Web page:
HRTG was hands down the most significant loser. Classic example of buying high, selling low, it lost 90% (!!!) between buy and sell. I’ve been running this strategy for nearly 3 years, and it has not picked a stock like this. It’s on my list to see if I can add some rules to my strategy to avoid this particular situation.

Positive holdings included RCM, NPK:CA, SCL:CA, etc.

I’ve been experimenting with day and swing trading as well (look up “Episodic Pivots”, or see my section in the link above), with limited success so far. Not sure that it’s my cup of tea though; may dabble further this year with very small trades, if/when the market becomes more bullish.

Similar to Yuval, I looked at factor momentum, and did my own research on the subject (see link in year-end article above if interested). I wasn’t able to find any real robust trends though, and have not put funds live towards this strategy. The idea is very appealing, so I hope to revisit at some point.

In the above I also had good exposure to biotech, mostly net-nets (which I posted about on the forum earlier in the year). Some of these names can make significant intra-day moves, but they often do not stick. What I’d like to do this year is better understand biotech, and develop a strategy to find those stocks that can maintain their returns, after a major milestone (FDA approval, etc).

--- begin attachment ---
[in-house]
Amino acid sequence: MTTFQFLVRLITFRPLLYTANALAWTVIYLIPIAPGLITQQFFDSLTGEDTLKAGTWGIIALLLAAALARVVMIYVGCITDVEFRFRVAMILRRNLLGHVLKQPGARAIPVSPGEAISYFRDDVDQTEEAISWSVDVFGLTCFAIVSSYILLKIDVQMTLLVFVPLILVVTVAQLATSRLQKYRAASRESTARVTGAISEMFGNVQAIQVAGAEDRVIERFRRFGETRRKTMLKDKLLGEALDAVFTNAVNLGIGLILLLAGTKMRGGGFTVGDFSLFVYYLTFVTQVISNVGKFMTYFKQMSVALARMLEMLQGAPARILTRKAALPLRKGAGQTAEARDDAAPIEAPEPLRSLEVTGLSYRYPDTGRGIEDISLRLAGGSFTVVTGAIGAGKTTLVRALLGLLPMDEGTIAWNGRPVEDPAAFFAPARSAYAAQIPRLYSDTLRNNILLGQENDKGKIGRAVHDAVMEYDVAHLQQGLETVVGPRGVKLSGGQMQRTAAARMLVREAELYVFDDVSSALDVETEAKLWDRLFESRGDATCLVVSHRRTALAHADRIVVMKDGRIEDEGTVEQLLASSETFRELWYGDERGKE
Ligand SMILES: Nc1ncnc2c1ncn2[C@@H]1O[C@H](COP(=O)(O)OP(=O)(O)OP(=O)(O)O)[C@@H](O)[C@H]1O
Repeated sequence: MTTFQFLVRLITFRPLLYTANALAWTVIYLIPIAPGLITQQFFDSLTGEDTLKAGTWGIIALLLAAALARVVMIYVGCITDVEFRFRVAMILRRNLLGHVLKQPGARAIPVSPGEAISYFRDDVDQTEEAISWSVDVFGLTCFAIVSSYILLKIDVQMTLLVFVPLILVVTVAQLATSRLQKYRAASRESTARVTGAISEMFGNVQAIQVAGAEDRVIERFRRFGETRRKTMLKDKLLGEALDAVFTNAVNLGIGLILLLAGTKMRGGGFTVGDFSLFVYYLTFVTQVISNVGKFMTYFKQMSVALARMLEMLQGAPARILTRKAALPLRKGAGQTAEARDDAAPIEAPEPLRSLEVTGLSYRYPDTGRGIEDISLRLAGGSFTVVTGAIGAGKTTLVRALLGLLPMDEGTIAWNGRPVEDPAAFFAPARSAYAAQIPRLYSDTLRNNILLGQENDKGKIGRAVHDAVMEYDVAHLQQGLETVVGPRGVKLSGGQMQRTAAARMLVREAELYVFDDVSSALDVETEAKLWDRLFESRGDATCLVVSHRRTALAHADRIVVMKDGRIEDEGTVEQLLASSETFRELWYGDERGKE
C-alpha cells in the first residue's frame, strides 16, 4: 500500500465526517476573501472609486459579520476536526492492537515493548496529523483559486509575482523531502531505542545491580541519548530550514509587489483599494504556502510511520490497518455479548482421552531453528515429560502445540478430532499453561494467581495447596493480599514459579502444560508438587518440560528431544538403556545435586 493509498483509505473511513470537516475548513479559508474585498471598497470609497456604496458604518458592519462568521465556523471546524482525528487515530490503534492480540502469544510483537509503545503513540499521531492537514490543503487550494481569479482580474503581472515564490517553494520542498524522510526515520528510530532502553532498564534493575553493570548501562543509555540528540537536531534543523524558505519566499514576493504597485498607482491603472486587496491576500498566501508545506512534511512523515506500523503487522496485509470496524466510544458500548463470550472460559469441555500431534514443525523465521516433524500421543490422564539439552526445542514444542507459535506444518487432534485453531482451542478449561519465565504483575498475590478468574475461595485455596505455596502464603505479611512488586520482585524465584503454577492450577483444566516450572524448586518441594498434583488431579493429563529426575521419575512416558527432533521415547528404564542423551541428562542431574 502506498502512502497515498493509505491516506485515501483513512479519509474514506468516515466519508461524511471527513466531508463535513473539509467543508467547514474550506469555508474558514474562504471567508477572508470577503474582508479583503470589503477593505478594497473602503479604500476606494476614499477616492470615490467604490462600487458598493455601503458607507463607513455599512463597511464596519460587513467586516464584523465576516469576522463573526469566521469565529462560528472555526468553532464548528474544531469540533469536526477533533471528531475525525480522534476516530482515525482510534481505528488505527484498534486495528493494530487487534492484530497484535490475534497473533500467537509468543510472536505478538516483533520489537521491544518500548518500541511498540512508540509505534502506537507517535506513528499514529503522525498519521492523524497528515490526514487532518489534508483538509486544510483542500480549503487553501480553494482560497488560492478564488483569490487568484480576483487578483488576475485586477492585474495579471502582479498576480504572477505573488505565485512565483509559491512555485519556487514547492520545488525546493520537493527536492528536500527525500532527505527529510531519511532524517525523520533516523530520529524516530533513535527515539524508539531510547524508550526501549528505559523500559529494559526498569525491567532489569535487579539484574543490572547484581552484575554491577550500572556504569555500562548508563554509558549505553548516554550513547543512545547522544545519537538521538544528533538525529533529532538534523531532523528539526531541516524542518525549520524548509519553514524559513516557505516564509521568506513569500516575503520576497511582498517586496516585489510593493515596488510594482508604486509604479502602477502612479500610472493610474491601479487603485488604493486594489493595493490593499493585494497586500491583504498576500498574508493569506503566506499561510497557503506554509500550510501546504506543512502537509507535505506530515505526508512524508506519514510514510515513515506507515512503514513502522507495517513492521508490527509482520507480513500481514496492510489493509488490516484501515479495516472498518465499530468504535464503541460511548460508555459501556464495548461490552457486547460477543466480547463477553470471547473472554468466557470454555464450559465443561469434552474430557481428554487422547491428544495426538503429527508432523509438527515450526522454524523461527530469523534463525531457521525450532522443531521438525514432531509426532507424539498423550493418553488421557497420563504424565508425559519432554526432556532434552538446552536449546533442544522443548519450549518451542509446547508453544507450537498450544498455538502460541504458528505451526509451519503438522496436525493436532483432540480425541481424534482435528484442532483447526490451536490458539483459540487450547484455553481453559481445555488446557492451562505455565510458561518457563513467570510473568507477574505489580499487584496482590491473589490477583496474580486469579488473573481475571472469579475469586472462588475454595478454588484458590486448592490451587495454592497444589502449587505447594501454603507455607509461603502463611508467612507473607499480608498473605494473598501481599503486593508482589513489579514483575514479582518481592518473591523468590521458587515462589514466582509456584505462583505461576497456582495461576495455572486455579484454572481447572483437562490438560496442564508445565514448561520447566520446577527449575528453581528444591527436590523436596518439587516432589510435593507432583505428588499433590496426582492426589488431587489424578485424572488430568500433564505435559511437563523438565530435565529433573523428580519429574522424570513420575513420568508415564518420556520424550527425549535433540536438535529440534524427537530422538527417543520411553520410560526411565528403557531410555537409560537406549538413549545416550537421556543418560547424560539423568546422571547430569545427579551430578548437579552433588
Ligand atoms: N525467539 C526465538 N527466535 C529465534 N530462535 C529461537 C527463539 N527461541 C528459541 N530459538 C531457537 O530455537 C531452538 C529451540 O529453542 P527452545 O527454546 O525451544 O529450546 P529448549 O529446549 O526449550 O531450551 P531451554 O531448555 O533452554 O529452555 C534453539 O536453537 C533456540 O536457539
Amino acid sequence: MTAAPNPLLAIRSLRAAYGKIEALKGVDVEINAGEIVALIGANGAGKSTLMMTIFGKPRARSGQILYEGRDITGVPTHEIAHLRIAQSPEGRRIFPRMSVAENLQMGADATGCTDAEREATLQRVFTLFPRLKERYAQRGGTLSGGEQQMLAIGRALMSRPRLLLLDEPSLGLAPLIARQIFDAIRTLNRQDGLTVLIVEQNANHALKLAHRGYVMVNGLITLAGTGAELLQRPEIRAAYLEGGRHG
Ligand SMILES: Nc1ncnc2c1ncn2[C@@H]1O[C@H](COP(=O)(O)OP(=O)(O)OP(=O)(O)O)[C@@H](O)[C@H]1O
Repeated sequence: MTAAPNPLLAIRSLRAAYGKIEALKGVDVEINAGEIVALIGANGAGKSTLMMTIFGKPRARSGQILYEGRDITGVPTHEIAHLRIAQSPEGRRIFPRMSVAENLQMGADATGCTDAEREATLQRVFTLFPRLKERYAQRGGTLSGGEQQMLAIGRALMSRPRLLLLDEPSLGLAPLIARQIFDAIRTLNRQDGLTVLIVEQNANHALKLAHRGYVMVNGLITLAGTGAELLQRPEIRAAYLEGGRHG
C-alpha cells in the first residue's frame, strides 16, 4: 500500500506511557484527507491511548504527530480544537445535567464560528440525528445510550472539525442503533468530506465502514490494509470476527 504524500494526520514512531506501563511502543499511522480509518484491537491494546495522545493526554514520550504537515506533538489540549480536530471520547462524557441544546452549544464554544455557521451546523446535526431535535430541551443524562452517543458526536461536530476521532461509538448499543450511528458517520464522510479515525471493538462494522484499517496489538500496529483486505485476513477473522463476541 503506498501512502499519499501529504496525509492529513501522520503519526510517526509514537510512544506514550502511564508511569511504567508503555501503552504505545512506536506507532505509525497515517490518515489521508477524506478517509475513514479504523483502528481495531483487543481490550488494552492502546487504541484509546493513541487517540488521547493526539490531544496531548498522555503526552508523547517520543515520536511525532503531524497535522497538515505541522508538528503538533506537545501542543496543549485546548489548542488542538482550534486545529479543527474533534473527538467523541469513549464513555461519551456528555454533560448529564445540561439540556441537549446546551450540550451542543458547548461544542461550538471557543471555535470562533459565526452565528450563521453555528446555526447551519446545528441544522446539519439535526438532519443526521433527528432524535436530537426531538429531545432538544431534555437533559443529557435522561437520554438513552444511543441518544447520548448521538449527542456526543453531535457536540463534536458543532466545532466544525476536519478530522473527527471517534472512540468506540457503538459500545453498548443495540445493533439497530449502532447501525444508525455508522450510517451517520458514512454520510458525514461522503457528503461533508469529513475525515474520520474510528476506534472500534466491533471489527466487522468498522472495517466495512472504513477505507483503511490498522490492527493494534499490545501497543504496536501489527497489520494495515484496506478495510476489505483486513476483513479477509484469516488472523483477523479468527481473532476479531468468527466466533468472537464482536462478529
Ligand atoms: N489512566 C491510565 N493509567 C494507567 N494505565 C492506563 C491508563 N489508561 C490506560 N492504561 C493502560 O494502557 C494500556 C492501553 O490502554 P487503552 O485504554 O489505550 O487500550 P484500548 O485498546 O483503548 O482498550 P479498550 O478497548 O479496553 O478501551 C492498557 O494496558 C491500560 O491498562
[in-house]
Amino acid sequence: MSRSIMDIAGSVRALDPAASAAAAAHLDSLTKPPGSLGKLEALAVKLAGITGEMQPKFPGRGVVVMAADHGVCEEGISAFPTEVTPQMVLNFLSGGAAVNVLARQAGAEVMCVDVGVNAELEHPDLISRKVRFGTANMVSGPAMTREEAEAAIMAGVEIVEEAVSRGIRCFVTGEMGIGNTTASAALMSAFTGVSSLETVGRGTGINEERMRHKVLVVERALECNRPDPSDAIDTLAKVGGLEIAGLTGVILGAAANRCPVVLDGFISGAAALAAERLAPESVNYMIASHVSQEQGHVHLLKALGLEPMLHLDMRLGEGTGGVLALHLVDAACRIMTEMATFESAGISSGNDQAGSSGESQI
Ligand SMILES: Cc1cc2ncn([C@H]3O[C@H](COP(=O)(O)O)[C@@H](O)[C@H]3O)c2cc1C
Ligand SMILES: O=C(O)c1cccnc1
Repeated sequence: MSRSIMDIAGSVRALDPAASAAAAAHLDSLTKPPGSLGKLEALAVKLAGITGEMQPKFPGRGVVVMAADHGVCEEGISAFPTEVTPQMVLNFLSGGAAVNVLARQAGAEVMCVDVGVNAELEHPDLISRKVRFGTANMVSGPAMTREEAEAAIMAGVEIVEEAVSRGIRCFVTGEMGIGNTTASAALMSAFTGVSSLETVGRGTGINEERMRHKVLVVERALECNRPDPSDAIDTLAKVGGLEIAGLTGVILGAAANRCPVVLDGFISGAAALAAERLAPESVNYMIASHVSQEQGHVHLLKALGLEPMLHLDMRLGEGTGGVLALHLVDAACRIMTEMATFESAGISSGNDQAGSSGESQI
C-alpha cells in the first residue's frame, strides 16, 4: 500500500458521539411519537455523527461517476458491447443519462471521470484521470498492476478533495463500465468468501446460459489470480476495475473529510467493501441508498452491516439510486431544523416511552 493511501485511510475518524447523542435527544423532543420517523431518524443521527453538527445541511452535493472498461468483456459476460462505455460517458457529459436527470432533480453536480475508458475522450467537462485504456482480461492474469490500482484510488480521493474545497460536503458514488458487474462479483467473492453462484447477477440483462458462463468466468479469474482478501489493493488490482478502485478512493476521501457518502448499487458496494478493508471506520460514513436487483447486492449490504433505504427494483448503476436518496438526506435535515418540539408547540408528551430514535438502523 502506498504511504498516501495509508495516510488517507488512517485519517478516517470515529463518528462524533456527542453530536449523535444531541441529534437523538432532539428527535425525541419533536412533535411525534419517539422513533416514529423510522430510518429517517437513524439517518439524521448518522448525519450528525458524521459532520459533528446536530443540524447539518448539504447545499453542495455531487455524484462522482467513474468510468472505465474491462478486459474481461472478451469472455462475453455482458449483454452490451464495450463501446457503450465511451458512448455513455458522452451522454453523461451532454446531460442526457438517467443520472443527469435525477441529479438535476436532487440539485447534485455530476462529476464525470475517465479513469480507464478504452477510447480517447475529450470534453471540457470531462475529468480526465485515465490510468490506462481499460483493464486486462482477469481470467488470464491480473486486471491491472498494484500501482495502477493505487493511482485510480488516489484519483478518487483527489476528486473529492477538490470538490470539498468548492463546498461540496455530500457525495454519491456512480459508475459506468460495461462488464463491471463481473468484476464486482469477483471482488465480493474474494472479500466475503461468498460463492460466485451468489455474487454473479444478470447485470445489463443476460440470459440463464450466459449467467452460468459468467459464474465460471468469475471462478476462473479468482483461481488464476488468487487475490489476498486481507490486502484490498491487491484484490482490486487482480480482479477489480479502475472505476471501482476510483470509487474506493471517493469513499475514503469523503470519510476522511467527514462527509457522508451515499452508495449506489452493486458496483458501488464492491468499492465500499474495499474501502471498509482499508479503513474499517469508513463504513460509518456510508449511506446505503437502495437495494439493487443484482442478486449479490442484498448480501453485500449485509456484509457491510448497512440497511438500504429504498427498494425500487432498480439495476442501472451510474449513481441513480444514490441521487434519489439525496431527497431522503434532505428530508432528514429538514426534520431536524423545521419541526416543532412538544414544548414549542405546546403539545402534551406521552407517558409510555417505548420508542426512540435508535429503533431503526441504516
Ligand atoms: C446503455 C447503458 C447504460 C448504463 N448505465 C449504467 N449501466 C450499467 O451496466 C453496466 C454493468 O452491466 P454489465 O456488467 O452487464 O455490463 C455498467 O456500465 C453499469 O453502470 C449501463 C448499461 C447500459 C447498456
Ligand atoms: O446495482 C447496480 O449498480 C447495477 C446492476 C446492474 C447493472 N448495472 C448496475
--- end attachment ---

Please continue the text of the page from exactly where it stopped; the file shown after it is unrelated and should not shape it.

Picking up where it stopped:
Let’s see how 2023 goes, wishing you all the best of luck!



I made a 6% return.
More importantly it was a third in row year when I achieved higher return than iwm or voo etf.

Top performers: RCMT, LMB, CAAS, DPSI, AGFS
Worst performers: SIEB, DLHC, AXAS, INLX

I’m very happy user. Big thanks for Yuval, Marco and the whole p123 team!

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Return for the entire year was 4.15% with drawdown registering at 15.35%. Limiting drawdown is a focus.

The more interesting part is the year is divided into three parts (details below) divided by the approaches taken.

The first portion (1/1/2022 - 7/7/2022) returned -2.09% with a 10.72% drawdown. This was a volatility weighted relatively high yield and low valuation portfolio that I had developed using the Morningstar stock screens – until they gutted them and made them unusable for my approach.

The second portion (7/8/2022 - 9/12/2022) returned 3.57% with a 7.16% drawdown. It started with four of the model portfolios with Build for Stability dominating which I decided was too stable for my purposes.